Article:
6. I often hear a rental owner moaning about the expectations of their guests, for example: well why can’t they wait a couple of days for me to reply to an enquiry, the house isn’t going to go anywhere/it’s a year from now!

Don’t be one of those owners, be an owner who can see things from the other end of the pipeline. Give the experience you would want when booking accommodation, which is probably: speedy and welcoming responses to all communication, easy booking by card, perfectly clean house, everything clearly explained in writing. If that sounds like too much bother, you’re in the wrong business.

7. You will never have imagined how many things can go wrong in a house, and how many of those things will go wrong at the weekend. Boilers in particular will never fail on a weekday.

If you are not able to fix plumbing/electrical/general building issues yourself, make sure you become friendly with tradesmen who understand that sometimes you will need them at the weekend. When they stop picking up or responding to messages they are telling you something – it’s time to find someone new.

8. Regardless of how badly wrong something goes in your rental property, if you deal with it quickly, empathetically and apologetically, you’ll find that most of the time people just need an excuse to be on your side. To the couple who, faced with three days without water, refused the offer of a considerable upgrade to a fancy hotel, and wrote a 5-star review that didn’t mention the issue at all – I salute you.

9. The worst thing you can do as a rental owner is to double book, but one day you will. Hopefully you will catch it before two parties arrive at your door at the same time. Be completely open and honest about it, allow the wronged party to remember the times they may have made a mistake.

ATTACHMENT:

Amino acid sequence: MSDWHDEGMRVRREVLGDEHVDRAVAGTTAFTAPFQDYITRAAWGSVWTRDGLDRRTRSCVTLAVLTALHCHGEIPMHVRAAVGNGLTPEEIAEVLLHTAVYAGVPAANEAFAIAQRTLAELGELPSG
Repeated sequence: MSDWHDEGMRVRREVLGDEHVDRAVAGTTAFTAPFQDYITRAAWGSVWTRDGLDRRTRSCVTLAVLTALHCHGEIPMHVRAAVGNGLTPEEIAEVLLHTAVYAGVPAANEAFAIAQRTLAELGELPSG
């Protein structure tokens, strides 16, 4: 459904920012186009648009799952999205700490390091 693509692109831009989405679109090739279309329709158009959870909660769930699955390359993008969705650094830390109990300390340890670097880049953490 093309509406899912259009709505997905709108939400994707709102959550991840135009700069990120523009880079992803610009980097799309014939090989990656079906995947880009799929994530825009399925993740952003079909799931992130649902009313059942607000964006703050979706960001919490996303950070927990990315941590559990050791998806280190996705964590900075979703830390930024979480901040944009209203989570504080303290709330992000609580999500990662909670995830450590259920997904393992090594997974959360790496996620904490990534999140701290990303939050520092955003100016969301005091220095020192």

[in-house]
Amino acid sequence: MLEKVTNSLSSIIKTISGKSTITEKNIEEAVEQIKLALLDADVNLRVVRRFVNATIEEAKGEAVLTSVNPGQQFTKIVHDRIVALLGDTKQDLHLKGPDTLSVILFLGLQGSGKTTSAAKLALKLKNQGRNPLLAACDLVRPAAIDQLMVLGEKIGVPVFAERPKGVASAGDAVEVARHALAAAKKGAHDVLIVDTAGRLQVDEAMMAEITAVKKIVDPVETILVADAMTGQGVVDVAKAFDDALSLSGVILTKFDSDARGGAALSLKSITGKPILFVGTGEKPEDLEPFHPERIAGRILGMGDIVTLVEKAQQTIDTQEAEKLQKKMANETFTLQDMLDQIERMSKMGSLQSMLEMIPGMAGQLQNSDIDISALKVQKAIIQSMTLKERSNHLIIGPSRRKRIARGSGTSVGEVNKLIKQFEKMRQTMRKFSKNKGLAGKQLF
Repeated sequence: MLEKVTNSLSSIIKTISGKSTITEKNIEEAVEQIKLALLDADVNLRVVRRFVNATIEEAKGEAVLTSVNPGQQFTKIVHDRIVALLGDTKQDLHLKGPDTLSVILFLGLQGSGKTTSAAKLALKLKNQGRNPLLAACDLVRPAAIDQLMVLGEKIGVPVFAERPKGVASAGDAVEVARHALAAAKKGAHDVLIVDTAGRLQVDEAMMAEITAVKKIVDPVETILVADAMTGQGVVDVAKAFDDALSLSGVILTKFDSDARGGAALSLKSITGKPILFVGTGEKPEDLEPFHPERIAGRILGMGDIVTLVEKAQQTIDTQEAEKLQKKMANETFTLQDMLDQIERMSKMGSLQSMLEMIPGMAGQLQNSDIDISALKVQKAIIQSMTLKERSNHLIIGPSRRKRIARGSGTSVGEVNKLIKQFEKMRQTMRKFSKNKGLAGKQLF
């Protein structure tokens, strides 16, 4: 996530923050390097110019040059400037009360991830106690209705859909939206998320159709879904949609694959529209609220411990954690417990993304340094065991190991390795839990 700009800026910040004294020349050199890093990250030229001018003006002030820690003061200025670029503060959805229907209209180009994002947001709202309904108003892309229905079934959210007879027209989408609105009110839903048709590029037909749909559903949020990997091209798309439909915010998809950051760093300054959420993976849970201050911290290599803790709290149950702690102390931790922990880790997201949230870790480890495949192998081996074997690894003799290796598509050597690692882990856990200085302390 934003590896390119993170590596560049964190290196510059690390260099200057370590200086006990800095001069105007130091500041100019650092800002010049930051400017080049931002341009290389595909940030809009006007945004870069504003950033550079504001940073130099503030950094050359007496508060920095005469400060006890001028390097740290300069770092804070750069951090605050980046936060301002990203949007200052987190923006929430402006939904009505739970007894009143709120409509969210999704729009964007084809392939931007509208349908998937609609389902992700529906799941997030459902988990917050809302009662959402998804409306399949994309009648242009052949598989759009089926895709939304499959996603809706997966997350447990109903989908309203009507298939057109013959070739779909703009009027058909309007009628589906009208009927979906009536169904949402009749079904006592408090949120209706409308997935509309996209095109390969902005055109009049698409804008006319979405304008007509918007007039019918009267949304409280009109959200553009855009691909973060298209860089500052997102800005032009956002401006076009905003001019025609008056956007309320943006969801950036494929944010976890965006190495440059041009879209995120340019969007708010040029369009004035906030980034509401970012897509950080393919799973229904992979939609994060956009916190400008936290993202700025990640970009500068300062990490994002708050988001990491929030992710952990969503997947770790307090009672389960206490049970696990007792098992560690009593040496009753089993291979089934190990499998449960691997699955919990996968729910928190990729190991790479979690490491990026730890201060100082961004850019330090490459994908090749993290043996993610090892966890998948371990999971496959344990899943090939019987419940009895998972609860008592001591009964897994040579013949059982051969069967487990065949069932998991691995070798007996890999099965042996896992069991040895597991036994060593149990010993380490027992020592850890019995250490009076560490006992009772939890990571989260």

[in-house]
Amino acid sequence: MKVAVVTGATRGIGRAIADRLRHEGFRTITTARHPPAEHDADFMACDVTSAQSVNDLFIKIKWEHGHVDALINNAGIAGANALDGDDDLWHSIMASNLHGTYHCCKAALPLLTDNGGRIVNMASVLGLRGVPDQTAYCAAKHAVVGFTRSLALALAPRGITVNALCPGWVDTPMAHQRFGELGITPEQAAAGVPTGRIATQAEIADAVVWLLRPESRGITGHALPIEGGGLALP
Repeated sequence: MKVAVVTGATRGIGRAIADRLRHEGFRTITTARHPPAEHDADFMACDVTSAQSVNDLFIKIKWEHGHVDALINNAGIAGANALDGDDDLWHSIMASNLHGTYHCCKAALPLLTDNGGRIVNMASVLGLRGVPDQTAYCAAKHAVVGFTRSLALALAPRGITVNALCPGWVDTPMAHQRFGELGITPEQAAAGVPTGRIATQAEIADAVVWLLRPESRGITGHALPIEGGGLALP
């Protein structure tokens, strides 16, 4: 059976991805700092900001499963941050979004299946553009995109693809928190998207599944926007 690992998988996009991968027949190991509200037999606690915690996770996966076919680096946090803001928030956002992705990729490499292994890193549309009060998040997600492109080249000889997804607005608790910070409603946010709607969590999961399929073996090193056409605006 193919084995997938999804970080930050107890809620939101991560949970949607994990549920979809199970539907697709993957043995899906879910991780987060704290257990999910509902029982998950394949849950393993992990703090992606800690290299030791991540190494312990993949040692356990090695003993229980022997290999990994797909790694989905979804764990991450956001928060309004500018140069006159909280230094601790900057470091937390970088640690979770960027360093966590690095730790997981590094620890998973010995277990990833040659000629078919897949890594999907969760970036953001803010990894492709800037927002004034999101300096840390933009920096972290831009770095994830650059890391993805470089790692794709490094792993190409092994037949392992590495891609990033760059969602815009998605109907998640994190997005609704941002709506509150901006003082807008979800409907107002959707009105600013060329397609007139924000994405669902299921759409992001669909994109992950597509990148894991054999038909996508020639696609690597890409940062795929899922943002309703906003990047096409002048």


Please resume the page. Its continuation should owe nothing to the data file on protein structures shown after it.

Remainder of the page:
10. One day your guests will lose the keys (it will be a Sunday or at night), and you will have no way of getting keys to them. Plan ahead for this. You could leave keys with a neighbour but the best is to find a very good hiding place for a spare key, so you are not reliant on someone else being in.

11. First impressions count and for guests the first impression is way before they arrive at your door. It’s in the way you respond to their enquiry or booking, and communicate from there on. And it’s in the level of directions and instructions you give for them to find and get into your place. That means not just an address, but a map, GPS coordinates, instructions on where to park, etc.

And gone are the days when you responded to an enquiry in the next 24 hours or so. Today you have to aim to reply within the hour and preferably quicker.

12. Do you want your guests to rent your house and pay you, or do you want them to experience everything there is to love about your location? You don’t have to literally take guests by the hand and show them, but you can give them all the information they need about: where to go and when, your favourite restaurants/bars/shops/markets, itineraries for half-day or day, maybe you have negotiated a special offer for your guests with local businesses – or maybe you should.

13. Listen to the criticism you get whether in private or in reviews. Don’t dismiss it as unreasonable. Criticism stings but it gives you valuable clues to things you haven’t thought of, or warning signs that you are not on top of things – for example when a guest says the kitchen knives were not sharp enough, they may be the only ones who said something but they will not have been the only ones who felt the inconvenience.

Even when criticism is clearly unreasonable, ask yourself why a guest had such a different expectation, perhaps there is a lack of clarity in your description or communication. The more you can match guest expectation to reality, the easier will be your ride as a holiday rental owner.

14. Steal ideas from your competition. See what amenities they have and you do not. See what is mentioned in their reviews – perhaps a pair of binoculars to birdwatch is greatly appreciated, perhaps they are getting work-cationers who need the fibre broadband you haven’t installed yet. Don’t rest on your laurels, always be improving in small ways. A repeat guest will notice and become a recurring guest.